|Kelli O'Hara and Patrick Wilson, photo @ Sara Krulwich|
When New York City Center announced that the chief Encores! presentation of their season would be Lerner and Loewe's Brigadoon, tickets sold out so quickly that you would have thought the musical only came around once in a hundred years. Oh wait ...
Anyway tonight's performance was one of glorious highs and depressing lows. Let's start with the positive here: this was a lavish, fully-staged performance. They spent good money on this. It didn't have the feel of a semi-staged concert at all -- there were colorful costumes, enough props and some background projections to evoke the world of the Scottish highlands. This is a production that could transfer to Broadway with minimal adjustments. A few more sets (a ramp served as an all-purpose entrance and exit tool) and less amateurish projections and we'll have a great show. Of course if it moved to Broadway it probably wouldn't have had the full orchestra of 30 players led by Rob Berman. The orchestra really played Loewe's score with love and they got the loudest applause of the evening.
Other highs: it is so good to hear Frederick Loewe's score really sung -- the MGM musical with Gene Kelly and Cyd Charisse became an almost all-dance extravaganza, remade to fit Kelly's dancing skills and vocal limitations. But with the beautiful, soaring soprano of Kelli O'Hara as Fiona and other musical theater veterans in the lead roles, the music became the star, as it should be. "From This Day On" was absolutely glorious. O'Hara wasn't the only beautiful voice onstage. There was Stephanie J. Block who was very funny as Meg, the "earthy" girl to O'Hara's more romantic heroine. Block made the anti-love song "The Love of My Life" a show-stopper. Before tonight I had never heard of Ross Leiketes (Charlie). I certainly do now. Ny god, what a VOICE! "Come to Me, Bend to Me" became one of those melodies you just never wanted to end.
|Fairchild and Esty, photo @ Sara Krulwich|
The mediocre: the Tommy (Patrick Wilson) and Jeff (Aasif Mandvi). I wonder what it would have been like had the originally announced Steven Pasquale not dropped out of the production. Wilson and Mandvi weren't bad but they were very bland and basic and just sort of there. Granted their characters aren't all that inherently interesting but they faded into the background. Wilson's lighter, grainy baritone couldn't match O'Hara's soprano and Mandvi was overpowered by Block. Sara Esty (Jean) was a good dancer but acting-wise was also vacant. It was good to have veteran actors like Dakin Matthews (who played Joe in Waitress) in smaller roles.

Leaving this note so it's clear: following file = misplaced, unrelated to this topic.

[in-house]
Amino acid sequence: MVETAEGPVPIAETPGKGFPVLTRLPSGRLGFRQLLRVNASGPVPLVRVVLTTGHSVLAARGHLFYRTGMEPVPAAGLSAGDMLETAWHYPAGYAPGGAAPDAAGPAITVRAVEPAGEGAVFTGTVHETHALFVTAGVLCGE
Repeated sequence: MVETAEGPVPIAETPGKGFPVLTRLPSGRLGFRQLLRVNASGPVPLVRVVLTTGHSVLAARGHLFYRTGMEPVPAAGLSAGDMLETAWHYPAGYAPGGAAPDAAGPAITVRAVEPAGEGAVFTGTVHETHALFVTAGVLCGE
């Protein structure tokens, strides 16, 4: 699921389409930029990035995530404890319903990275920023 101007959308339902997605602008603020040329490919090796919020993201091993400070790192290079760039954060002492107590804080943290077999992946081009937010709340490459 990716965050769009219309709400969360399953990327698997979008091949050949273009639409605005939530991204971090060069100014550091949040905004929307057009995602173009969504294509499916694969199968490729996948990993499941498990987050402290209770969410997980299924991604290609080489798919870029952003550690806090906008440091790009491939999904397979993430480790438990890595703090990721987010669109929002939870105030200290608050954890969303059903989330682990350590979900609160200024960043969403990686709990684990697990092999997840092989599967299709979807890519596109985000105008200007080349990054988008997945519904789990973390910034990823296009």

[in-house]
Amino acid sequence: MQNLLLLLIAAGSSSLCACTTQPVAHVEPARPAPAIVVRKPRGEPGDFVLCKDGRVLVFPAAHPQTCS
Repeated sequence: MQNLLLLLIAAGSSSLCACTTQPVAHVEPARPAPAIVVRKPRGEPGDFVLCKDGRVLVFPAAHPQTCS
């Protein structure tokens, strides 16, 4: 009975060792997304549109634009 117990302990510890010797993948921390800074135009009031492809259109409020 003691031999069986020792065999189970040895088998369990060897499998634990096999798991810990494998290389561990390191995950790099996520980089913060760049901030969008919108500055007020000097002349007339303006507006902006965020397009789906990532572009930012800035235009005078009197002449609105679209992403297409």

|Asaf Mandvi, Patrick Wilson, Dakin Matthews and Kelli O'Hara photo @ Joan Marcus|
And now the bad: this whole project was directed and choreographed by Christopher Wheeldon. And there's just no getting around the fact that I dislike his choreography. In the program there is a line that says "Original dances created by Agnes de Mille" but what I saw was a bunch of Wheeldon clichés -- the men with the women lifted at shoulder length and twirled over and over again, the usual sliding of women between the men's legs to be semi-dragged on the floor, the women somehow ending upside down with legs in the air. The one piece that seemed truly inspired by de Mille was the Sword Dance and that was by far the most thrilling dance set piece of the night. But the other choreography often looked like the same filler he used in An American in Paris.
One really tasteless number: the funeral dance of Harry. Patricia Delgado (Maggie) is a wonderful dancer -- I saw her when she was with Miami City Ballet. But she was in a brown rag dress that was looked half Martha Graham, half Mark Morris, and instead of a heartfelt dance of grief for the troubled Harry Wheeldon made her wriggle all over his body and of course her legs had to spread eagle in the air. This faux-modern dance concoction really took the viewer out of the Scottish village romance mindset. It stopped the show in all the wrong ways.
This show has a lot of built-in dancing and Wheeldon of course beefed up the dancing even more. But when the choreography is so uninspired I often just zoned out waiting for the next beautiful song to come up. Thankfully those beautiful songs did appear over and over again all evening. Lerner and Loewe's score deserves to be heard way more than once in a hundred years. I could listen to it every day. The story is quaint but charming, and really loops us into an earlier time, when such an unabashedly romantic score graced the Great White Way.
And also: now I know where Andrew Lloyd Webber got the opening melody to "Music of the Night."
Listen to "Come to Me Bend to Me." There's more of a passing, "accidental" resemblance.
|Pérez, photo @ Chris Lee|
|Borras and Pérez, photo @ Chris Lee|
But seriously? GIVE THIS OPERA A CHANCE. There's way more to it than the famous Meditation. I don't know why this opera hasn't been revived since the initial production with Renée Fleming but my god, it's a beautiful opera and the production by John Cox is delightlful in a kitschy sort of way. The orchestration is stunning -- it runs the gamut from the flighty, fanciful flourishes of Thaïs's life to some vaguely Middle-Eastern music to almost Wagnerian grandeur. Emmanuel Villaume's conducting emphasized the Wagnerian grandeur more than the delicacy of the score. This opera deserves to be heard. And this Met cast isn't perfect but they do justice to Massenet.
I mean isn't this gorgeous?